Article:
Monday, January 01, 2007


Schools that fail to show enthusiasm in rooting out prejudice against homosexuals should be reported to the police by pupils and parents, a Home Office report recommended yesterday. It called for parents and children to identify schools that ignore "homophobic" language in the playground and teachers who produce "homophobic" lessons. And it called for head teachers to bring lessons about "homophobia" on to school timetables and to involve their pupils in gay "awareness weeks".

The advice from Home Secretary John Reid's officials comes at a time of deep concern among churches that new gay rights laws due next spring will bar traditional teaching on sexual morality in schools and force them instead to include gay rights dogma in lessons.

The paper on "homophobic hate crime" is aimed at guiding police forces, local authorities, social services and schools among other public bodies. It defined homophobia - a word invented by gay lobby groups to apply to their critics - as "resentment, or fear, of gay and lesbian people" which "can be just a passive dislike of gay people". The report asked police and other groups to consider whether homophobia is happening in schools and in lessons. It said: "Schools can be a little concerned about a negative impact on their reputation, that it would be perceived as a school which has problems rather than one which deals with them positively."

Urging that school incidents be reported to a "hate crime co-ordinator", the report said: "It would be dangerous to assume that homophobic incidents to not occur in a particular school as victims and witnesses might be too worried or frightened to bring the abuse to greater attention." It called for reporting systems to "allow pupils and parents to make referrals direct if they feel the school is not taking the issue seriously."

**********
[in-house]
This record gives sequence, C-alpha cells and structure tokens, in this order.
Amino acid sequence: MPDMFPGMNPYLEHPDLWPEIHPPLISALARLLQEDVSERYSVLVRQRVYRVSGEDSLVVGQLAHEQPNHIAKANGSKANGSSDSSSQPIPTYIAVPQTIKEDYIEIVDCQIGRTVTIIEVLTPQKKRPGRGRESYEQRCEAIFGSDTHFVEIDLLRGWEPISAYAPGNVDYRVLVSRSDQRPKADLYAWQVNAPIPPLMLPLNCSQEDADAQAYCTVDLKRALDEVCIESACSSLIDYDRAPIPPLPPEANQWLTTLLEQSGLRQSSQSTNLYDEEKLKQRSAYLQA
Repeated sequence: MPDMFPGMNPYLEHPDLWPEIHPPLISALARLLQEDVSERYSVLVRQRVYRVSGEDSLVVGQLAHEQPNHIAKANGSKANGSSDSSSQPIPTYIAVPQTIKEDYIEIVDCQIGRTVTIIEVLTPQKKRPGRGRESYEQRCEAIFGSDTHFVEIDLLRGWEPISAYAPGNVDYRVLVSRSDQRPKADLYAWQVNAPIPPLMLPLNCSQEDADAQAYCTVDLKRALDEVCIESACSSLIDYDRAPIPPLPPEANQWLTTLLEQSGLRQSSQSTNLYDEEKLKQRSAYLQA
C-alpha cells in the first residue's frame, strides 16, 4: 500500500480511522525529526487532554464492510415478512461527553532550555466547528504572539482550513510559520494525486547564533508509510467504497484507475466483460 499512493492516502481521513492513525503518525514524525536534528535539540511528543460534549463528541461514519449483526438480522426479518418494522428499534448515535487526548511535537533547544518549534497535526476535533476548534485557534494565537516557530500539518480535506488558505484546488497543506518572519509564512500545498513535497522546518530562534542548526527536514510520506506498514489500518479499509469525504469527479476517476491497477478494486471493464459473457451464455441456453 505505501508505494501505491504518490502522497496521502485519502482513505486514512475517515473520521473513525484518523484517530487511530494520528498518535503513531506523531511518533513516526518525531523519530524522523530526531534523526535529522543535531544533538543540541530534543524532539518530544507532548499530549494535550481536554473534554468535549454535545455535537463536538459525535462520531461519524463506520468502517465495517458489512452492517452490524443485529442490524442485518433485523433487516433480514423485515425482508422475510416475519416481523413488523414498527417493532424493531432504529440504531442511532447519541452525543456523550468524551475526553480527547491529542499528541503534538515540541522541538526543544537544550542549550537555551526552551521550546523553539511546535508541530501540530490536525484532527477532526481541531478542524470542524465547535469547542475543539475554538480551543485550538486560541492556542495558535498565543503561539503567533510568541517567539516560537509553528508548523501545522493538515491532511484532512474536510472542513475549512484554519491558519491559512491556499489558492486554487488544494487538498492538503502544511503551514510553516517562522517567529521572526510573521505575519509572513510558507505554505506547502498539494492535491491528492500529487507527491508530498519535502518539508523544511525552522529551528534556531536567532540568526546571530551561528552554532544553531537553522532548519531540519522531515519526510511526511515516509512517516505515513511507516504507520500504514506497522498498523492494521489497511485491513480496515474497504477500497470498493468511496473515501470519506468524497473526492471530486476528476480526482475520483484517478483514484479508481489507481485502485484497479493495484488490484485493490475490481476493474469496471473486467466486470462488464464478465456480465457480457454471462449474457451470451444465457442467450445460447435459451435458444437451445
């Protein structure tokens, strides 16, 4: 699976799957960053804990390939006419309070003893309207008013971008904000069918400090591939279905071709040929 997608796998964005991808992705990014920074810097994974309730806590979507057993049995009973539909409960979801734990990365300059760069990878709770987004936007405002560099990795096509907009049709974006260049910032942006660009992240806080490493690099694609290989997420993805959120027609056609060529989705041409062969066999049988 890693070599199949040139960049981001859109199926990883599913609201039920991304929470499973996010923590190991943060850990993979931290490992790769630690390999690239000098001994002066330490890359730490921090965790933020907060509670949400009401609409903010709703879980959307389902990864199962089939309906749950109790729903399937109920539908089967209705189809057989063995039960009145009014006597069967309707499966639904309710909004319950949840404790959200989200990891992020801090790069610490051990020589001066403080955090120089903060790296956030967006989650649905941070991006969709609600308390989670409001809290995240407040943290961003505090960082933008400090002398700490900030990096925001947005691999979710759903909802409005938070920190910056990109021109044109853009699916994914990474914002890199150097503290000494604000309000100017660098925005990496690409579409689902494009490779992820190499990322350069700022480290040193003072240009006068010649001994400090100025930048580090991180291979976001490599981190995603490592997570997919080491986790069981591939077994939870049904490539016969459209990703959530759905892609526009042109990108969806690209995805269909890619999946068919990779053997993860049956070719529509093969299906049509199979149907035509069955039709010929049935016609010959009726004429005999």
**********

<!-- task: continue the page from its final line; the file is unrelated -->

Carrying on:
The report added: "The seriousness of using homophobic language is not fully appreciated in schools. "Whilst it is probably made clear to pupils that the use of racist language is unacceptable, the same is not true for use of homophobic language. "However, constant use of such language and homophobic crimes and incidents will have an effect on pupils' ability to learn, or willingness to stay on in schools."

The Home Office advice also said that "it should be possible to find times working within each year group's timetable to slot in work on citizenship and homophobia". Home Office minister Tony McNulty said: "Any form of crime motivated by prejudice or hate is unacceptable. "People who commit homophobic crime need to know their prejudices and actions will be tackled." He added: "We know that hate crime can get worse if it goes unchallenged. That is why gay people need to feel they can come forward to the police."

The report also contained an endorsement from Lancashire Assistant Chief Constable Michaal Cunningham, who said: "The implementation of this guidance will assist in bringing offenders to justice and making individuals and communities feel safer." Last week Mr Cunningham's force paid 50,000 pounds in legal costs and damages to an elderly couple, Joe and Helen Roberts, who were questioned in their home by two of its officers after they complained to the local councils about its gay rights policies and asked for a right of reply for their traditional Christian beliefs. Lancashire police have brought in guidance warning officers to avoid being influenced by political groups because of the case.

Colin Hart of the Christian Institute think tank that backed the Roberts said yesterday: "There is an element of desperation about this advice. "No-one wants to see any kind of bullying in schools. But this is not about bullying of pupils who others think are homosexual. It is about punishing schools unless they try to stop pupils using "gay" as a perjorative word."